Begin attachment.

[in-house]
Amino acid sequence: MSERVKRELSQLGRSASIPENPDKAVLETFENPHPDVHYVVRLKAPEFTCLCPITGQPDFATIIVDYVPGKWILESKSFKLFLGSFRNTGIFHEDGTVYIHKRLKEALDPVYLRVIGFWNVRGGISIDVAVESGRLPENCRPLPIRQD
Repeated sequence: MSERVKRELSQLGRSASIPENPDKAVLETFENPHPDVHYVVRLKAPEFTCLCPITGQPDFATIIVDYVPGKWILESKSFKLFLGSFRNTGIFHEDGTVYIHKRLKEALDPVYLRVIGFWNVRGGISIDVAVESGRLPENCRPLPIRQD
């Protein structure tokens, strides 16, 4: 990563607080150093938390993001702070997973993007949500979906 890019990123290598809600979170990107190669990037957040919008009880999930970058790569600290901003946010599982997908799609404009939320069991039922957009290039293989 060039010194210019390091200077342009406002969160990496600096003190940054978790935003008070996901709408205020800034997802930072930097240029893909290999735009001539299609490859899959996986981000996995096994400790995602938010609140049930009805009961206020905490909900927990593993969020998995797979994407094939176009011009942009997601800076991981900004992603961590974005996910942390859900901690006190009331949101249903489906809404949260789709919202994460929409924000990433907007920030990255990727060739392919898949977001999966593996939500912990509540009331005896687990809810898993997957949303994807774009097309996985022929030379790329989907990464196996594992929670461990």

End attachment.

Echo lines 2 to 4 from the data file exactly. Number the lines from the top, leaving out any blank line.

Amino acid sequence: MSERVKRELSQLGRSASIPENPDKAVLETFENPHPDVHYVVRLKAPEFTCLCPITGQPDFATIIVDYVPGKWILESKSFKLFLGSFRNTGIFHEDGTVYIHKRLKEALDPVYLRVIGFWNVRGGISIDVAVESGRLPENCRPLPIRQD
Repeated sequence: MSERVKRELSQLGRSASIPENPDKAVLETFENPHPDVHYVVRLKAPEFTCLCPITGQPDFATIIVDYVPGKWILESKSFKLFLGSFRNTGIFHEDGTVYIHKRLKEALDPVYLRVIGFWNVRGGISIDVAVESGRLPENCRPLPIRQD
């Protein structure tokens, strides 16, 4: 990563607080150093938390993001702070997973993007949500979906 890019990123290598809600979170990107190669990037957040919008009880999930970058790569600290901003946010599982997908799609404009939320069991039922957009290039293989 060039010194210019390091200077342009406002969160990496600096003190940054978790935003008070996901709408205020800034997802930072930097240029893909290999735009001539299609490859899959996986981000996995096994400790995602938010609140049930009805009961206020905490909900927990593993969020998995797979994407094939176009011009942009997601800076991981900004992603961590974005996910942390859900901690006190009331949101249903489906809404949260789709919202994460929409924000990433907007920030990255990727060739392919898949977001999966593996939500912990509540009331005896687990809810898993997957949303994807774009097309996985022929030379790329989907990464196996594992929670461990």